MCP promises to redesign the economy

Malawi Congress Party (MCP) on Saturday launched its 2019-2024 manifesto, highlighting five critical areas that will propel economic growth and development if it is ushered into power in the May 21 2019 Tripartite Elections.

In the manifesto launched in Lilongwe, MCP has singled out economic management and development, agriculture development and food security, energy access and security, trade, commerce and industrial development, mining and resource governance and tourism to achieve this feat.

MCP president Lazarus Chakwera (C) flanked by his
vice-presidents Sidik Mia (L) and Harry Mkandawire

The party says that Malawi’s economic growth patterns have been erratic since the turn of the 1990s, stressing that the boom and bust economic growth patterns cannot contribute to the efforts of engineering fundamental structural transformation and sustainable development.

Reads the manifesto in part: “The MCP believes that Malawi’s fortunes can dramatically within the framework of the capable democratic developmental state. In line with the World Bank’s diagnosis, Malawi requires growth levels not less than six percent per annum for at least over a decade to graduate from a low to middle-income country.”

On the macro-economic policy environment, MCP’s position is that Malawi cannot achieve fundamental structural transformation and sustainable development without a strategic long-term vision to guide the achievement and sustenance of a stable macro-economic policy environment.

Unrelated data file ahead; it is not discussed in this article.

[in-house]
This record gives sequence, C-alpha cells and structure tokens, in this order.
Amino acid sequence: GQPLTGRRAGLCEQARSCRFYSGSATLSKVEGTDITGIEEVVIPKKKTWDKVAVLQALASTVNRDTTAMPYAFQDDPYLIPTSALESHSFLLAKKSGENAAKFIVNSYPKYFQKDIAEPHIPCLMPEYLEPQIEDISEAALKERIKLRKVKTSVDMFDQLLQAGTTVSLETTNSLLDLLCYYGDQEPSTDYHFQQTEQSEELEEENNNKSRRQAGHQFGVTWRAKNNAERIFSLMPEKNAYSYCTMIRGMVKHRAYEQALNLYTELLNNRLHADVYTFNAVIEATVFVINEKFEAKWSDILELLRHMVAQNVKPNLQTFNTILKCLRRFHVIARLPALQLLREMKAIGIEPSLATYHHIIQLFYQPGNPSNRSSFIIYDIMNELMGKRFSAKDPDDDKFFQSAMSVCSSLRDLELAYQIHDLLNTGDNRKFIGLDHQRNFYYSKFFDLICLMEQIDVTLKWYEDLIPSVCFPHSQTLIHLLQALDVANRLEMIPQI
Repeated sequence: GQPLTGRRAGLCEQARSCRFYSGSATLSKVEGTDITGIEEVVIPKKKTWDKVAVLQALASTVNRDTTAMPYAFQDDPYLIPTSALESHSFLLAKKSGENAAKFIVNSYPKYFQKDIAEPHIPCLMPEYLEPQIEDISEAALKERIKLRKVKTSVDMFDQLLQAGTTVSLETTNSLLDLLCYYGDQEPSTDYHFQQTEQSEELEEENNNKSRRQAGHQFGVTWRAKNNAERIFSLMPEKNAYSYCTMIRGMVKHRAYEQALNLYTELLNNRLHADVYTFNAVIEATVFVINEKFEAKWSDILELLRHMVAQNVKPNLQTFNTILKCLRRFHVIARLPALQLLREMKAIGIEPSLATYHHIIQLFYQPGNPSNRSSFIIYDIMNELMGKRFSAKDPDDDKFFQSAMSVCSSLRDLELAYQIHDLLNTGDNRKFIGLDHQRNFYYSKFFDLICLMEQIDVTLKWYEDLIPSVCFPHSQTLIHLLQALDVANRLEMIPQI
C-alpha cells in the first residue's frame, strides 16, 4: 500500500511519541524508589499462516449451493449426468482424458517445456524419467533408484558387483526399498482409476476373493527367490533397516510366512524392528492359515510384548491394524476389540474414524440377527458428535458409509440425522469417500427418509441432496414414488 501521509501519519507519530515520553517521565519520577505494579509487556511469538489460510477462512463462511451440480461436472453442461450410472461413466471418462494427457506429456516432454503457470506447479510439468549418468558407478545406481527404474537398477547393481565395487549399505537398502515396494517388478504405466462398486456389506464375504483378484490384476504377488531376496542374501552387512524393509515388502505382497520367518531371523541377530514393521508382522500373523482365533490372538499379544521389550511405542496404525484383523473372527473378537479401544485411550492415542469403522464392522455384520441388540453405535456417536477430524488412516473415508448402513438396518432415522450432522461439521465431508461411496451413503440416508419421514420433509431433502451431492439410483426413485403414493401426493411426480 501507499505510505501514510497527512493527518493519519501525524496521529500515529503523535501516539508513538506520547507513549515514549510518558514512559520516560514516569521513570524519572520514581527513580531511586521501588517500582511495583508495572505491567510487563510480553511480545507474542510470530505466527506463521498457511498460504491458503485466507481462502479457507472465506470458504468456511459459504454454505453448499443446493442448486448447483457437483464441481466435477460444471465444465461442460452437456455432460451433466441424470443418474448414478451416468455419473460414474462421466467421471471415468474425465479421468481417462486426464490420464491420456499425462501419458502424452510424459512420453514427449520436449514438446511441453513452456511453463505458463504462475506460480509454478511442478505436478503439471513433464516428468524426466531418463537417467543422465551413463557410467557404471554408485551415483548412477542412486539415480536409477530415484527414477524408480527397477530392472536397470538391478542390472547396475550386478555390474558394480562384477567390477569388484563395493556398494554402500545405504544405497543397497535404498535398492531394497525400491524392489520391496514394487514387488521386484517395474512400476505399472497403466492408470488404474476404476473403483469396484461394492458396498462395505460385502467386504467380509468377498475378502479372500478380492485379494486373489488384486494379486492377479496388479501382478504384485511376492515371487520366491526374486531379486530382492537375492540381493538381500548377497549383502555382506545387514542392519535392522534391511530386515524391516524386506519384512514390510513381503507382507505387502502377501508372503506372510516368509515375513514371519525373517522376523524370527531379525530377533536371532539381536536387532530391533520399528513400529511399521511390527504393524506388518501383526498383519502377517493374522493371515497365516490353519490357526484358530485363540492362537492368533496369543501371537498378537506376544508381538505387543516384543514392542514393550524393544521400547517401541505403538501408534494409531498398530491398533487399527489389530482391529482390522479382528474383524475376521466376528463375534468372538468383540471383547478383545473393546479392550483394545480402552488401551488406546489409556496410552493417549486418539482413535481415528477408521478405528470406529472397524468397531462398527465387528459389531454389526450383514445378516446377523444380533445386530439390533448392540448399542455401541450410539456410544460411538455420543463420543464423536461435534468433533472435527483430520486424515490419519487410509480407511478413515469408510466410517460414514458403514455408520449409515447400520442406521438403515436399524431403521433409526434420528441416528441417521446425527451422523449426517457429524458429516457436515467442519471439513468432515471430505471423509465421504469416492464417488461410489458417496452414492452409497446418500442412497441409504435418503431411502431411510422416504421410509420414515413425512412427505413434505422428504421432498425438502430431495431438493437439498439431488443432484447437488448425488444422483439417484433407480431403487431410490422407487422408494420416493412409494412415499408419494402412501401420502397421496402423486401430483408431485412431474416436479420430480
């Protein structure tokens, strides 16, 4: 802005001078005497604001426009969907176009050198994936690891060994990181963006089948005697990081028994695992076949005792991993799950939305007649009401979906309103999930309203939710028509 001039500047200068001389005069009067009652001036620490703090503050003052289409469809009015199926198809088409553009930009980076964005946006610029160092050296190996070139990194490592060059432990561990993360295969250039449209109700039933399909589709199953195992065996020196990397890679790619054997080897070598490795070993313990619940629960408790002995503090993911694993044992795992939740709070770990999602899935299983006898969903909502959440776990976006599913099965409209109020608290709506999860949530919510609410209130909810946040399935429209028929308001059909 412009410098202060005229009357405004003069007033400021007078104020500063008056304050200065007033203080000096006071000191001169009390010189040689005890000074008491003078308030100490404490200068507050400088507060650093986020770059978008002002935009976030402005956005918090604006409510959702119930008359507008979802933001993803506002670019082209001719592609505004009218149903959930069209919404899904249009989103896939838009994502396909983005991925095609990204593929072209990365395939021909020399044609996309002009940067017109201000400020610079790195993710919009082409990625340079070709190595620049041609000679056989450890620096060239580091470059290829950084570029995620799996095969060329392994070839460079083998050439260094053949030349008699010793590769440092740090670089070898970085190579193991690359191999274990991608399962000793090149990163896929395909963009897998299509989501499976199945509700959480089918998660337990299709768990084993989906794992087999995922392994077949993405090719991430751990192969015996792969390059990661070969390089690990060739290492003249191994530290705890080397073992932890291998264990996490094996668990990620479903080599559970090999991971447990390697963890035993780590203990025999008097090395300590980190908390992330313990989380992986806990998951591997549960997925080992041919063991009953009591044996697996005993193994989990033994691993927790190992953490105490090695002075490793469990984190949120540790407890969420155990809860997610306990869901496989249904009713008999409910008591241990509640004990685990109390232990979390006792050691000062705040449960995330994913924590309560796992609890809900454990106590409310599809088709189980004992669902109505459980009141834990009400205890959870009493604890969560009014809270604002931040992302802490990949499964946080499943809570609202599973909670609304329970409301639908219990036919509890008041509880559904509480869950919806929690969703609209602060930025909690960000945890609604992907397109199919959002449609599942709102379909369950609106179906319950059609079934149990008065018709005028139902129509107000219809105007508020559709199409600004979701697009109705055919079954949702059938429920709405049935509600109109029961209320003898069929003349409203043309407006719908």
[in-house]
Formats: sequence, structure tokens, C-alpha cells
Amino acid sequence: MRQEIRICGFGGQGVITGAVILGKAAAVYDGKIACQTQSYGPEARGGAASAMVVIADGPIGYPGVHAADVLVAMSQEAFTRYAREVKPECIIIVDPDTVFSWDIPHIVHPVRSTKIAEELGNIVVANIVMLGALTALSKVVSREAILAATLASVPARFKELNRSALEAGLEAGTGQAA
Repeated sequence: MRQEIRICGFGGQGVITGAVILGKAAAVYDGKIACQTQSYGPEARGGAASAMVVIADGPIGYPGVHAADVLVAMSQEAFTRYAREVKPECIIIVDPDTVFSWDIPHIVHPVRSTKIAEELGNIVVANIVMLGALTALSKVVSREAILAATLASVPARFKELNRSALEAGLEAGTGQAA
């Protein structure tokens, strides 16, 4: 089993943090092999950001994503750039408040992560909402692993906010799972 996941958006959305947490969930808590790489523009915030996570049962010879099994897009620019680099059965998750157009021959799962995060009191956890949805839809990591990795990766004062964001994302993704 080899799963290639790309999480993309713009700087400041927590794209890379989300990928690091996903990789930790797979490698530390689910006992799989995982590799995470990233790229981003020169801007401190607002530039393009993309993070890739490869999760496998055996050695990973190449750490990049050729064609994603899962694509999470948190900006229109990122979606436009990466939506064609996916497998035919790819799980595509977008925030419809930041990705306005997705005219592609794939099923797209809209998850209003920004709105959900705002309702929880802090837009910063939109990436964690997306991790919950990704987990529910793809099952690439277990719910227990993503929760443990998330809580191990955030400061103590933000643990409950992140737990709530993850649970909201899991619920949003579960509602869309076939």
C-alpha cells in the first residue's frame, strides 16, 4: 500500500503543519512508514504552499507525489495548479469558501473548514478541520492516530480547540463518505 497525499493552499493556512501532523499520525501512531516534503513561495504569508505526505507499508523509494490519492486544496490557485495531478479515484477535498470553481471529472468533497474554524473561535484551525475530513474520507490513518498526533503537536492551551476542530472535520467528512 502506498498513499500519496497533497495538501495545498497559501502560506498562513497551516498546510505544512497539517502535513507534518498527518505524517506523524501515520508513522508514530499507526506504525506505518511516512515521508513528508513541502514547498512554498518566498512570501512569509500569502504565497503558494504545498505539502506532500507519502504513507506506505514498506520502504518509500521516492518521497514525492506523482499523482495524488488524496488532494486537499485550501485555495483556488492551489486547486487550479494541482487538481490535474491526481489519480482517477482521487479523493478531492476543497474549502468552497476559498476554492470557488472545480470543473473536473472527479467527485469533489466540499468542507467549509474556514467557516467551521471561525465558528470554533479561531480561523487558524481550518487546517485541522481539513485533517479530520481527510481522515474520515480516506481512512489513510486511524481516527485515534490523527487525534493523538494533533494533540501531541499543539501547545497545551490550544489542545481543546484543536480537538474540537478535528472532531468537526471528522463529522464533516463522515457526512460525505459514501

MCP says it will also pay particular attention to public debt and aid management to ensure sustainable economic growth and development.

Presently, Malawi’s debt to gross domestic product (GDP) ratio—the ratio between a country’s government debt to GDP—continues to rise, with figures showing that in the seven-year period to 2018, the country’s debt to GDP ratio has more than doubled.

Reserve Bank of Malawi statistics show that Malawi’s debt to GDP ratio, a measure used by economists to determine an economy’s ability to properly service and handle the nation’s budget, has risen from 28.9 percent in 2012 to 62.5 percent of GDP in 2018.

Along with this debt, the cost of debt service has been rising in low-income developing countries, with Malawi spending K123 billion on debt service for 10 years up to 2017, out of which K52 billion was interest payments.

Public debt, on the other hand, has peaked at K3 trillion, which is almost double the K1.5 trillion 2018/19 National Budget.

MCP also says it will revive the performance of parastatal organisations by limiting political interference and recruiting chief executive officers on a merit and holding them accountable for their decisions in the management of their respective enterprises.

The party also pledges it will undertake broad-based tax reforms designed to expand the tax base by increase tax compliance and lower the tax burden on individuals, businesses and all tax paying entities, revise the zero-rated Pay As You Earn tax from K35 000 to K100 000 to spur productivity and investment.

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